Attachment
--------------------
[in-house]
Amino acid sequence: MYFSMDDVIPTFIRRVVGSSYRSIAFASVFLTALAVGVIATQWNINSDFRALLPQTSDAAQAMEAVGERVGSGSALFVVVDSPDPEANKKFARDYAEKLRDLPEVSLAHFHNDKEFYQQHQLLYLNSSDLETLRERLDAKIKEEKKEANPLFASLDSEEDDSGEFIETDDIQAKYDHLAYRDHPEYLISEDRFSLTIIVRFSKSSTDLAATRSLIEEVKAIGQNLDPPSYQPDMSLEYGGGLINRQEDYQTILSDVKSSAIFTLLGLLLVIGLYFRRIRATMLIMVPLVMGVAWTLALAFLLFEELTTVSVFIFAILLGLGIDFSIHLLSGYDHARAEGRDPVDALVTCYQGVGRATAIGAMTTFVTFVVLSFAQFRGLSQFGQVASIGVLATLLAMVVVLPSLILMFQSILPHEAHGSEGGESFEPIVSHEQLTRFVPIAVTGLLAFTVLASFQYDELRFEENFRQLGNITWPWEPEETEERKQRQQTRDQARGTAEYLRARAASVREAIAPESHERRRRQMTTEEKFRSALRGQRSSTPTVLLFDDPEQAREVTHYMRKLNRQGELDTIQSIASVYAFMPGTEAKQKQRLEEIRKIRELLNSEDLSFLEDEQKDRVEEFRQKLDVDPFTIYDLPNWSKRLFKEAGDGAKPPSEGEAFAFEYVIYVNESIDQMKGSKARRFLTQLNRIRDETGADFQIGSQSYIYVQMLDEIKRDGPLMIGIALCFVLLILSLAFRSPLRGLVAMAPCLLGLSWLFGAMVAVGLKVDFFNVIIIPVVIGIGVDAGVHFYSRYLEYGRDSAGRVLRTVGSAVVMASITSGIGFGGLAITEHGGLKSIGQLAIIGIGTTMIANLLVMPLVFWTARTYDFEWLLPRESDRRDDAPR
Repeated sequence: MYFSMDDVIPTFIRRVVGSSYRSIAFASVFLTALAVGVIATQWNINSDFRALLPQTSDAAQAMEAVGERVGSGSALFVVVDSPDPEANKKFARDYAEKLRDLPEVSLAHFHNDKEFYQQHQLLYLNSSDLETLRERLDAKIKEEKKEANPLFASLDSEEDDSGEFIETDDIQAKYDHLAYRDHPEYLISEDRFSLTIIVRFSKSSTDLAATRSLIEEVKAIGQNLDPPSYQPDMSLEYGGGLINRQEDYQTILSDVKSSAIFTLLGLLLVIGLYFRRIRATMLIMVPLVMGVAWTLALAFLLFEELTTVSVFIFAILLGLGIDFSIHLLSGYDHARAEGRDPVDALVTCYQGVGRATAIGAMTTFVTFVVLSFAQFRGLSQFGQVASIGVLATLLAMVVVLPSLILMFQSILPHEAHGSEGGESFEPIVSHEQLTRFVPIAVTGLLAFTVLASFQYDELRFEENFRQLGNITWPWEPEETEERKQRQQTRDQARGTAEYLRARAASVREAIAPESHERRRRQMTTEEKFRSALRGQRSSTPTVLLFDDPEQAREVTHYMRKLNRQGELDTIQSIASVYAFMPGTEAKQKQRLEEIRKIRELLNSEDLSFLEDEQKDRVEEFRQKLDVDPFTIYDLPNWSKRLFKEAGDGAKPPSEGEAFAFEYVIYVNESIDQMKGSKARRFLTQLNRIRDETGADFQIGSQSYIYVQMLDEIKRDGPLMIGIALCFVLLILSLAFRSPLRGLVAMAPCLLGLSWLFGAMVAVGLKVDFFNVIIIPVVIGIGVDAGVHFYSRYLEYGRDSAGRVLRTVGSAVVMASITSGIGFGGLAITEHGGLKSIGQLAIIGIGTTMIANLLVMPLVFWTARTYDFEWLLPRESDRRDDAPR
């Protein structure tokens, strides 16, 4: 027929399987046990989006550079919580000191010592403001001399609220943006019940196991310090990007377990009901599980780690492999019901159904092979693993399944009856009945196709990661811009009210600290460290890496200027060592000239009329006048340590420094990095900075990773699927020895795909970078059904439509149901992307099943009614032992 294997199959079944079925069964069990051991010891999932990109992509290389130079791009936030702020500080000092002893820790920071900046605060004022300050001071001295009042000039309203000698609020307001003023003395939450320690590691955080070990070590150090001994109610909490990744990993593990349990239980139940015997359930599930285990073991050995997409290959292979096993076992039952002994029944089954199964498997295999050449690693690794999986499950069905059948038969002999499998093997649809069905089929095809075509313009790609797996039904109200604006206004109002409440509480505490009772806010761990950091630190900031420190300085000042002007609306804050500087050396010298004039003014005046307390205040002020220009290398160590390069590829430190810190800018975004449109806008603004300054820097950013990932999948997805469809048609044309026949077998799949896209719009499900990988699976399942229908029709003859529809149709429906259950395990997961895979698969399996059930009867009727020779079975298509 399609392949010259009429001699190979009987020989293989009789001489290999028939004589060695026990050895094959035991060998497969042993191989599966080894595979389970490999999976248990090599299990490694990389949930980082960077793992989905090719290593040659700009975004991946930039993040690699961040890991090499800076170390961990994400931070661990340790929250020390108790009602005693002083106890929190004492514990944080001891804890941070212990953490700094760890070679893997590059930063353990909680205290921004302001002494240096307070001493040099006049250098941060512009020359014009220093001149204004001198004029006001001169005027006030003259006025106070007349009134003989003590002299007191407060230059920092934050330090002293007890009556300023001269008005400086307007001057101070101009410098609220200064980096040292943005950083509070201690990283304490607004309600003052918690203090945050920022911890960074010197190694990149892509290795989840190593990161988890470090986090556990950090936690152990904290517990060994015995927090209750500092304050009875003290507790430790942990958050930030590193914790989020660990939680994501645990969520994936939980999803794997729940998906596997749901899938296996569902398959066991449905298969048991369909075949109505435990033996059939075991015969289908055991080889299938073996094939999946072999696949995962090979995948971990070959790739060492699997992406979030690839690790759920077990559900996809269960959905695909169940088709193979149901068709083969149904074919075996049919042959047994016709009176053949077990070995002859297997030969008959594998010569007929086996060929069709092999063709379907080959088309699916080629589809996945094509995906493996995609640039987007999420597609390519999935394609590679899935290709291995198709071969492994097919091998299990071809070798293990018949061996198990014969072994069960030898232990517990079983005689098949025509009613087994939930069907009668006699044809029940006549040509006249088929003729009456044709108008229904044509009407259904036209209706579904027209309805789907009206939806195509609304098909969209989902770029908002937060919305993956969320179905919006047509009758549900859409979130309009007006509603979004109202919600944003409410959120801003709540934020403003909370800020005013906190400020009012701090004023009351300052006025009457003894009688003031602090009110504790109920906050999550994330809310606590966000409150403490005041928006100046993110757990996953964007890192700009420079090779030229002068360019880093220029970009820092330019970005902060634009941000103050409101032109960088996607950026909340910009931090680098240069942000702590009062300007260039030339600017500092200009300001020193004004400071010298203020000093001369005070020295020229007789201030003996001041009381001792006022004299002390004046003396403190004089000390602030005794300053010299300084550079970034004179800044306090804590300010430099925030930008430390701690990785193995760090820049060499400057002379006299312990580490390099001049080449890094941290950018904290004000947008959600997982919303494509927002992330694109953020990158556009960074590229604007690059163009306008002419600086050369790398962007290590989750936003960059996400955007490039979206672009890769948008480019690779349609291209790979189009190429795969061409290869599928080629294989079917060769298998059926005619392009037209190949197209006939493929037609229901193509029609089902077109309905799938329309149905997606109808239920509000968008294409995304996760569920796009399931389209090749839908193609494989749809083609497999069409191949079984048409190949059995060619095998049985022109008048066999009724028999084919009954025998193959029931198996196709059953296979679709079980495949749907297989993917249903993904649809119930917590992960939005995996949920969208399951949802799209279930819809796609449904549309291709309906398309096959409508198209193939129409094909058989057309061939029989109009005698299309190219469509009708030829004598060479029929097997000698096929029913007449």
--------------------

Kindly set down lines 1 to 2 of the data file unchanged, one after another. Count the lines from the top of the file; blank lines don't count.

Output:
[in-house]
Amino acid sequence: MYFSMDDVIPTFIRRVVGSSYRSIAFASVFLTALAVGVIATQWNINSDFRALLPQTSDAAQAMEAVGERVGSGSALFVVVDSPDPEANKKFARDYAEKLRDLPEVSLAHFHNDKEFYQQHQLLYLNSSDLETLRERLDAKIKEEKKEANPLFASLDSEEDDSGEFIETDDIQAKYDHLAYRDHPEYLISEDRFSLTIIVRFSKSSTDLAATRSLIEEVKAIGQNLDPPSYQPDMSLEYGGGLINRQEDYQTILSDVKSSAIFTLLGLLLVIGLYFRRIRATMLIMVPLVMGVAWTLALAFLLFEELTTVSVFIFAILLGLGIDFSIHLLSGYDHARAEGRDPVDALVTCYQGVGRATAIGAMTTFVTFVVLSFAQFRGLSQFGQVASIGVLATLLAMVVVLPSLILMFQSILPHEAHGSEGGESFEPIVSHEQLTRFVPIAVTGLLAFTVLASFQYDELRFEENFRQLGNITWPWEPEETEERKQRQQTRDQARGTAEYLRARAASVREAIAPESHERRRRQMTTEEKFRSALRGQRSSTPTVLLFDDPEQAREVTHYMRKLNRQGELDTIQSIASVYAFMPGTEAKQKQRLEEIRKIRELLNSEDLSFLEDEQKDRVEEFRQKLDVDPFTIYDLPNWSKRLFKEAGDGAKPPSEGEAFAFEYVIYVNESIDQMKGSKARRFLTQLNRIRDETGADFQIGSQSYIYVQMLDEIKRDGPLMIGIALCFVLLILSLAFRSPLRGLVAMAPCLLGLSWLFGAMVAVGLKVDFFNVIIIPVVIGIGVDAGVHFYSRYLEYGRDSAGRVLRTVGSAVVMASITSGIGFGGLAITEHGGLKSIGQLAIIGIGTTMIANLLVMPLVFWTARTYDFEWLLPRESDRRDDAPR